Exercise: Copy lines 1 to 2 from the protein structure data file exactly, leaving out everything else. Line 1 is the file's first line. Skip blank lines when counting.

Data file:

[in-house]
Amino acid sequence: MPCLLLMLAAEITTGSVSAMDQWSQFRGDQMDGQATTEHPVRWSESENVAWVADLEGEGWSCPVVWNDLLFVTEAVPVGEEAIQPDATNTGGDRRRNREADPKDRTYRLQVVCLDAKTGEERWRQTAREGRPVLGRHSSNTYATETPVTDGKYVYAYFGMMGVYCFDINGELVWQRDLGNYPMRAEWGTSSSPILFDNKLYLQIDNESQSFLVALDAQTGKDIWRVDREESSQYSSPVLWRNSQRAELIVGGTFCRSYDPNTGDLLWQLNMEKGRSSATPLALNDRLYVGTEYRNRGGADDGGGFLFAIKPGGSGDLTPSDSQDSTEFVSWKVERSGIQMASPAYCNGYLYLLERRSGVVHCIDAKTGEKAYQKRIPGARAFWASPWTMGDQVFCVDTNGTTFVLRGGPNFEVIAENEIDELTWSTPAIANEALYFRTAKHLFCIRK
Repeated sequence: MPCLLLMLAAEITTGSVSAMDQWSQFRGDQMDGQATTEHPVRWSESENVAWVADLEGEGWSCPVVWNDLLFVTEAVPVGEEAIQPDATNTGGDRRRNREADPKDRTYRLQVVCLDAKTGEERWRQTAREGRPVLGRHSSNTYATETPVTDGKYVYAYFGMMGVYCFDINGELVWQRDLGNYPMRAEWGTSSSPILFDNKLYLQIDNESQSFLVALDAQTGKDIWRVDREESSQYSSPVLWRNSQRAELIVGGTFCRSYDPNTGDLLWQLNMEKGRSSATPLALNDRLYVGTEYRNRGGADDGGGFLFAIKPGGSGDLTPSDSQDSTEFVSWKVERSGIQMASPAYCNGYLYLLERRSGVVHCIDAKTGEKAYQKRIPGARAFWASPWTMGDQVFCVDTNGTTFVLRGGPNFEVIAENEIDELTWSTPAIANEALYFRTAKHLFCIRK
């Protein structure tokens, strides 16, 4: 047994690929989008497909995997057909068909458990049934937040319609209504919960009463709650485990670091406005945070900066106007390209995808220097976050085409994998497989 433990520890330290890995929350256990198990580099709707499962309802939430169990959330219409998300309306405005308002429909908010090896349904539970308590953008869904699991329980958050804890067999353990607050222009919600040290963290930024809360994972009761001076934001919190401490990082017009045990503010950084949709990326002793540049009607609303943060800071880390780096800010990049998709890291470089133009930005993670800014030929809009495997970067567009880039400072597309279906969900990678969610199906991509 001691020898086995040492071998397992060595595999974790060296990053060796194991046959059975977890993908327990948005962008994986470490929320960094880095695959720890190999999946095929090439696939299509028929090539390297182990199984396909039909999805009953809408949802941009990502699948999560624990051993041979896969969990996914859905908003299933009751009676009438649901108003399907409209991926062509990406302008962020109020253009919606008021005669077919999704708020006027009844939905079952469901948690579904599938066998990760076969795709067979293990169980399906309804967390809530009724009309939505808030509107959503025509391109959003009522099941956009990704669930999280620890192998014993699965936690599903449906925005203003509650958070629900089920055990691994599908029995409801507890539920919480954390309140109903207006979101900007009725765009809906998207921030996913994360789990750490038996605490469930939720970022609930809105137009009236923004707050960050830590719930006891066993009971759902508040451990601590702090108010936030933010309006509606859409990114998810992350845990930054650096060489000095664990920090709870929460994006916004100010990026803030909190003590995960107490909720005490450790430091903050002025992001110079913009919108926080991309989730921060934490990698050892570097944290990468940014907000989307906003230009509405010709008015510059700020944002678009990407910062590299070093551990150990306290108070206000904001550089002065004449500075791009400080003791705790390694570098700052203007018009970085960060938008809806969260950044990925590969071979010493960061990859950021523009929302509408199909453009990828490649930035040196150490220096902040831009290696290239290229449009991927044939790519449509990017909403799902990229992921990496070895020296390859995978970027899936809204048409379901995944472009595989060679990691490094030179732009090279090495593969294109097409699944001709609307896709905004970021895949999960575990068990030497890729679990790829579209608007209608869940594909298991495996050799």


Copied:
[in-house]
Amino acid sequence: MPCLLLMLAAEITTGSVSAMDQWSQFRGDQMDGQATTEHPVRWSESENVAWVADLEGEGWSCPVVWNDLLFVTEAVPVGEEAIQPDATNTGGDRRRNREADPKDRTYRLQVVCLDAKTGEERWRQTAREGRPVLGRHSSNTYATETPVTDGKYVYAYFGMMGVYCFDINGELVWQRDLGNYPMRAEWGTSSSPILFDNKLYLQIDNESQSFLVALDAQTGKDIWRVDREESSQYSSPVLWRNSQRAELIVGGTFCRSYDPNTGDLLWQLNMEKGRSSATPLALNDRLYVGTEYRNRGGADDGGGFLFAIKPGGSGDLTPSDSQDSTEFVSWKVERSGIQMASPAYCNGYLYLLERRSGVVHCIDAKTGEKAYQKRIPGARAFWASPWTMGDQVFCVDTNGTTFVLRGGPNFEVIAENEIDELTWSTPAIANEALYFRTAKHLFCIRK